FOM: anti-foundation and the category of sets
Stephen G Simpson
simpson at math.psu.edu
Tue Jun 13 15:47:46 EDT 2000
Allen Hazen Sun 11 Jun 2000 16:32:11 +0800 comments on my theorem
about the category of (well-founded) sets being the same as the
category of (non-well-founded) Aczel sets.
> If I understand it correctly, the idea is this:
> (a) On the categorical approach, sets of the same cardinality are
> indistinguishable. [...]
Yes, that is the idea. It is almost trivial, really. I used global
choice only in order to implement the idea in a specific way, to get
an actual isomorphism of categories.
> The relative consistency of global choice [...] seems to require
> only part of the machinery of an ordinary forcing proof:
> conditions, but no generic. ...
Actually, Solovay's proof of relative consistency of global choice
uses the machinery of forcing and genericity as well. It is used in
verifying that the axioms of ZFC continue to hold when we expand the
language by throwing in the global choice operator as an additional
primitive.
See also Colin McLarty's posting of Tue 13 Jun 2000 12:46:32 -0500,
where McLarty asks whether one can obtain an explicitly defined
isomorphism between C and C*. I conjecture that one cannot do so
provably in NBG. Of course one can do so easily under appropriate
set-theoretic assumptions such as V=L which provide a global choice
function.
McLarty also elaborates a number of other highly relevant
distinctions. In particular, McLarty is correct in pointing out that,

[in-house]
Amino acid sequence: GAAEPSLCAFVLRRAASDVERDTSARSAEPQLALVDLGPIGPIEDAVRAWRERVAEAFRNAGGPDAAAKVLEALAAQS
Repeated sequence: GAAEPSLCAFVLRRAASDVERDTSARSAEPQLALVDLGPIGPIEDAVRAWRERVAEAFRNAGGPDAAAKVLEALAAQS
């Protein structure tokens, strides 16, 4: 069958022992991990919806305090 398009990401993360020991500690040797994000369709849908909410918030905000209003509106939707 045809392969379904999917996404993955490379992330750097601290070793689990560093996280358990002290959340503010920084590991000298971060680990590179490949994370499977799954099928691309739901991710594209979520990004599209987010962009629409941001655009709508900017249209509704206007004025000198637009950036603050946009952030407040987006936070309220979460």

despite my theorem, the notion of a binary relational structure being
well founded is ``definable in categorical set theory'' (i.e.,
first-order definable in first-order the theory of the category of
sets and mappings). What seems to be missing in categorical set
theory is not well foundedness as such, but rather a nice treatment of
the idea of a set being an element of another set which is an element
of another set etc.
This leads back to the question that I was originally trying to
address: Why is it that well foundedness plays such a large and
fruitful role in set-theoretic foundations (and in inner models,
forcing, large cardinals, etc), while at the same time playing a very
minor or almost nonexistent role in the category-theoretic or
structuralist way of organizing particular branches of mathematics?
Mathias has emphasized this contrast in his Danish lectures, which I
hope he will soon make available to FOM readers.
-- Steve
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